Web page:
known (i.e., a pure state), and on p.645 enters the assumption that at
some time before the measurement the density matrix of system+detector
factors. Based on this, the proof of the boundary independence is
completed on p.647.
In conclusion, von Neumann's analysis is based on five questionable
assumptions:
1. The existence of process 1 as a real process.
But why should Nature respond to measurement differently than to
everything else? Was there no state vector reduction before the first
measurement was built, or before the first living being looked at
something?
2. The assumption that measurement results are exact eigenvalues of
the measured operator.
This is appropriate for the measurement of spin or helicity that have
a simple rational spectrum but not for most real measurements, where
the spectrum (though discrete) may consist of irrational numbers,
which one can hardly claim to be exactly measurable.
3. The assumption that measurements are instantaneous.
The questionability of the instantaneity assumption is discussued by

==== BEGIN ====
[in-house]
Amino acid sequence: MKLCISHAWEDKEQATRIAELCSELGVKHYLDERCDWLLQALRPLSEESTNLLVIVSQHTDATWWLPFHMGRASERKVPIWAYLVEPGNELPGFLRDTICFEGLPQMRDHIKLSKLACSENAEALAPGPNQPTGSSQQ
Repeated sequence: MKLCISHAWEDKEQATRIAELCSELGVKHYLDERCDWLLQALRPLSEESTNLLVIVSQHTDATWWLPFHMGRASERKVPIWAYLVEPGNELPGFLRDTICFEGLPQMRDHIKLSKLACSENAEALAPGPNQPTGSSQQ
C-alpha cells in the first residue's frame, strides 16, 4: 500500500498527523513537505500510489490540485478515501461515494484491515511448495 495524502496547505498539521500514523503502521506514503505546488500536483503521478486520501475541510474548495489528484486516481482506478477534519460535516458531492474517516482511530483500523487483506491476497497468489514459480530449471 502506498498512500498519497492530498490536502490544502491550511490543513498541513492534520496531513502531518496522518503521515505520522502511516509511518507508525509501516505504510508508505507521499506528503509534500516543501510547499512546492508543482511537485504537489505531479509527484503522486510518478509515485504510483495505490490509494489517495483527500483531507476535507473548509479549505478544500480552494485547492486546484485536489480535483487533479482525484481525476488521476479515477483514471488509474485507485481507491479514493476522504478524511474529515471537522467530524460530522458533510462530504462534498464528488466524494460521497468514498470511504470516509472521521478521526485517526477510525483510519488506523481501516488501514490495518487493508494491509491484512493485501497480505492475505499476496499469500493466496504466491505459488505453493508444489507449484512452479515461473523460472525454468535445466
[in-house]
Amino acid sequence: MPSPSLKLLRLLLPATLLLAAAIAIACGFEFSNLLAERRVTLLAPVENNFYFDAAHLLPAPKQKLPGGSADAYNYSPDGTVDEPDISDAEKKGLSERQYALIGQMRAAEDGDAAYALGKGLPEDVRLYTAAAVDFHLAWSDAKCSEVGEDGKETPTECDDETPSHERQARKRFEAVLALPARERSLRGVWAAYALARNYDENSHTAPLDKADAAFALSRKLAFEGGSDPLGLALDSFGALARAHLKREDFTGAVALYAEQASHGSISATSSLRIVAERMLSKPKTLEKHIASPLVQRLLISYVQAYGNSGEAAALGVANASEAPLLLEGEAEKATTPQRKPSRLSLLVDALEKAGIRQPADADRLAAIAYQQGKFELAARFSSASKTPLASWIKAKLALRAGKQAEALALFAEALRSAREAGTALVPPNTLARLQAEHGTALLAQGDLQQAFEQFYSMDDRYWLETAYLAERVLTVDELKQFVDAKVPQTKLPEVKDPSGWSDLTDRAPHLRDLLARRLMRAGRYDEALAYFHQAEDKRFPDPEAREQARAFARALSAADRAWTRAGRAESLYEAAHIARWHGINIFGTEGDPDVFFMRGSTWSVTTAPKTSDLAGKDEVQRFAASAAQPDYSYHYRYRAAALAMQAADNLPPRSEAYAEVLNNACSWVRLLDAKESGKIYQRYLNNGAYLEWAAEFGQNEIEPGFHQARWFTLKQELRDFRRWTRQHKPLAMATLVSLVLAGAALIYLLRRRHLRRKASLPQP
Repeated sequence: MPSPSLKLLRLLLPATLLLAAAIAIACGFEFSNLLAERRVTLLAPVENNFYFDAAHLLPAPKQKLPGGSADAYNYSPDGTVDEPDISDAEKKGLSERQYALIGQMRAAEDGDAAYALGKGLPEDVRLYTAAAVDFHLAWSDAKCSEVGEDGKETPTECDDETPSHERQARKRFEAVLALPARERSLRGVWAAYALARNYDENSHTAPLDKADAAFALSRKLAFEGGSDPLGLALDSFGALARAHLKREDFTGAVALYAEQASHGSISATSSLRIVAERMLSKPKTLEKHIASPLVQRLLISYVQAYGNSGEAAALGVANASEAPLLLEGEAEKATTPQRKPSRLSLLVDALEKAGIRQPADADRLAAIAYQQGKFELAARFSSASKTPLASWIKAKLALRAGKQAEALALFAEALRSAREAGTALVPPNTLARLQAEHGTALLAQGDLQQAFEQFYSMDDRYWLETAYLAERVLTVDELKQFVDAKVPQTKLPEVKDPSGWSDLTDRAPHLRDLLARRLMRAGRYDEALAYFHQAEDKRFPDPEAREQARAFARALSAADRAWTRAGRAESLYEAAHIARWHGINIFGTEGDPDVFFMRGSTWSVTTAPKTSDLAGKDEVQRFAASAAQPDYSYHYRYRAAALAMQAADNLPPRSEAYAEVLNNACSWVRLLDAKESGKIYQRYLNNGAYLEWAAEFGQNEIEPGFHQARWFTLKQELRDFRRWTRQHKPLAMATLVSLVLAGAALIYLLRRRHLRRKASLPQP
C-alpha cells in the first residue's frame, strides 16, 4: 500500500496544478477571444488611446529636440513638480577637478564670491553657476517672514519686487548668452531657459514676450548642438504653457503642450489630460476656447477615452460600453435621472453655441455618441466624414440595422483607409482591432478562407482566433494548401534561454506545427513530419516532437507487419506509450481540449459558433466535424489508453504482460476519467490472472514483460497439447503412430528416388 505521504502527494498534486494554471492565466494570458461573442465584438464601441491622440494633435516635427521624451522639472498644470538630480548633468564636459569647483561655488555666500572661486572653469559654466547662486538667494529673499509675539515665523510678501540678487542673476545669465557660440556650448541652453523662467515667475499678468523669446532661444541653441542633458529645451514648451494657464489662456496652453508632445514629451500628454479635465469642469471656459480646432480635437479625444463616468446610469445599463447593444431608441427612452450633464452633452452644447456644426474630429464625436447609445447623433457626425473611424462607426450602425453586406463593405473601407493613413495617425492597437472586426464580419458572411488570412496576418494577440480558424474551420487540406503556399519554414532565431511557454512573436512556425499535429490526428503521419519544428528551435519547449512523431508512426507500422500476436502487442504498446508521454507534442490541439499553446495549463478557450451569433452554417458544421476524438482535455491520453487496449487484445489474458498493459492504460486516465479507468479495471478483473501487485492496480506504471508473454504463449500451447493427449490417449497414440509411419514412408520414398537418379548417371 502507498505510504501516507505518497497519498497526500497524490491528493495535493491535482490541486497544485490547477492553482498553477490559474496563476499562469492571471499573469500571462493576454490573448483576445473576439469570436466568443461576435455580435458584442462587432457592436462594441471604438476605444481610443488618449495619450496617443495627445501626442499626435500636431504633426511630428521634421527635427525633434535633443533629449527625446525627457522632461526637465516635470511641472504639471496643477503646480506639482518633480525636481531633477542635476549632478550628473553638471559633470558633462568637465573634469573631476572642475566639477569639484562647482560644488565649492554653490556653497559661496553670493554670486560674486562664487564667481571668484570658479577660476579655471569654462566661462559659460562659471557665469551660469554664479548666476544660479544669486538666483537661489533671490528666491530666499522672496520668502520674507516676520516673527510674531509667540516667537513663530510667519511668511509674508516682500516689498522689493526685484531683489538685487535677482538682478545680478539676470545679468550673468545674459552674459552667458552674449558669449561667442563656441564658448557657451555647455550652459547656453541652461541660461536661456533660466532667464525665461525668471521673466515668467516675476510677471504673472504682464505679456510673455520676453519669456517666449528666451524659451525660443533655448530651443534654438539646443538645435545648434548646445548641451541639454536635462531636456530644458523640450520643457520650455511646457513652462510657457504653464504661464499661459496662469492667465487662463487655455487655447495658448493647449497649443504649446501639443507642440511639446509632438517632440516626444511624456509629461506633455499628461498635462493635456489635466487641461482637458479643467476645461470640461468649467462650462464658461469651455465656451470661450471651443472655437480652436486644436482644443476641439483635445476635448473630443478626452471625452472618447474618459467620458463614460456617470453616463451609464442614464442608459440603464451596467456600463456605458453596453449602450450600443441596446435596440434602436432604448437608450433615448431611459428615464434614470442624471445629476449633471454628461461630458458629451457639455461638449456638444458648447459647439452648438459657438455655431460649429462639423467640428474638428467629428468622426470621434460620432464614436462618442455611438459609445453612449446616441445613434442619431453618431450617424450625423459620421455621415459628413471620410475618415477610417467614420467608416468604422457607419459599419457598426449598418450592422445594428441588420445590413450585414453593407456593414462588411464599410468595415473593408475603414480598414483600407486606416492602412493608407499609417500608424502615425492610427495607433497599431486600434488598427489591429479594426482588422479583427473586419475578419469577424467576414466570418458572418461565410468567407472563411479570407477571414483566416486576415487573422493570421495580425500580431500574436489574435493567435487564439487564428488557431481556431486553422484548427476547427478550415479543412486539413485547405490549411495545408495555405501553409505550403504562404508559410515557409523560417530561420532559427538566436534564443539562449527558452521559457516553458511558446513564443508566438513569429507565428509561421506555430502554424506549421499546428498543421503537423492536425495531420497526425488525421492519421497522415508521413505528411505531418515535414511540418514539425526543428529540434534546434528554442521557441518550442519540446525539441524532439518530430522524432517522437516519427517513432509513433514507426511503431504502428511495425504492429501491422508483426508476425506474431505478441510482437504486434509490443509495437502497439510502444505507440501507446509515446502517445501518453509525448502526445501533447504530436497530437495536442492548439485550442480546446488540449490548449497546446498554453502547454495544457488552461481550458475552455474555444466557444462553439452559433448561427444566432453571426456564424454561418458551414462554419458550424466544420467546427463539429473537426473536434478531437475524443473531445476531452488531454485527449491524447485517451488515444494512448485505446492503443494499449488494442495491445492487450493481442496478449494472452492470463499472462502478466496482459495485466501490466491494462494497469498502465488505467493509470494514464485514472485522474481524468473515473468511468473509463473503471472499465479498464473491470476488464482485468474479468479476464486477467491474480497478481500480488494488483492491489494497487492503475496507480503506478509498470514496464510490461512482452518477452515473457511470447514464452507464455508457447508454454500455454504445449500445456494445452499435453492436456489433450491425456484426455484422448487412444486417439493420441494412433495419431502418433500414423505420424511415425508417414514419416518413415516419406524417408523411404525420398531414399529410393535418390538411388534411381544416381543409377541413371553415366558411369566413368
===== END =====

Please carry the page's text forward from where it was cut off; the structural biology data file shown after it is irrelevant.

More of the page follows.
von Neumann himself and found harmless only in case of measurements
that result in the mere emission of a light quantum (p.557).
4. The assumption that the state of the observer is pure.
Von Neumann notes on p.639 that in most cases, the states of two
disjoint subsystems of a bigger system are not pure, but does not see
that this essentially conflicts with his assumption.
5. The assumption that before the measurement, the density matrix of
system+detector factors.
In view of the fact that the multi-particle (or field) Hamiltonian
representing the dynamics of system+observer destroys separable states
very quickly via decoherence, this is reasonable only if one assumes
that the observer state is a thermal mixture in which details are
averaged over, against assumption 4.
In addition, since system and detector are commonly composed of the
same kind of indistinguishable particles, the separability assumption
is in direct conflict with the (anti)symmetrization known to be
necessary for all quantum systems composed of indistinguishable
particles.
In a contribution to a book with the title ''The Scientist Speculates'',
reprinted on pp. 168-181 of the volume cited above, Wigner turns the
cautious remarks of von Neumann about the possible involvement of the
brain in quantum mechanics into a full-blown esoteric interpretation,
complete with
-- the concept of consciousness as the actor in achieving a wave